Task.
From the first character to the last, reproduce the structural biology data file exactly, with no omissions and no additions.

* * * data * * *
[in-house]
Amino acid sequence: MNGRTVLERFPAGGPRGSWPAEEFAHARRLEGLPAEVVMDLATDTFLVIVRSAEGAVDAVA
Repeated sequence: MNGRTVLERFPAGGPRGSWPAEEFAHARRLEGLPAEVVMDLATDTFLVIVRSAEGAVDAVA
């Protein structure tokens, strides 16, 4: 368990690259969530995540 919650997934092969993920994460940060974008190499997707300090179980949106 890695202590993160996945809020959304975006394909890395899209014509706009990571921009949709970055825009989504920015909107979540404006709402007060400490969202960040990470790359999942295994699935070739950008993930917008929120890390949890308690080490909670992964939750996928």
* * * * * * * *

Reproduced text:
[in-house]
Amino acid sequence: MNGRTVLERFPAGGPRGSWPAEEFAHARRLEGLPAEVVMDLATDTFLVIVRSAEGAVDAVA
Repeated sequence: MNGRTVLERFPAGGPRGSWPAEEFAHARRLEGLPAEVVMDLATDTFLVIVRSAEGAVDAVA
């Protein structure tokens, strides 16, 4: 368990690259969530995540 919650997934092969993920994460940060974008190499997707300090179980949106 890695202590993160996945809020959304975006394909890395899209014509706009990571921009949709970055825009989504920015909107979540404006709402007060400490969202960040990470790359999942295994699935070739950008993930917008929120890390949890308690080490909670992964939750996928």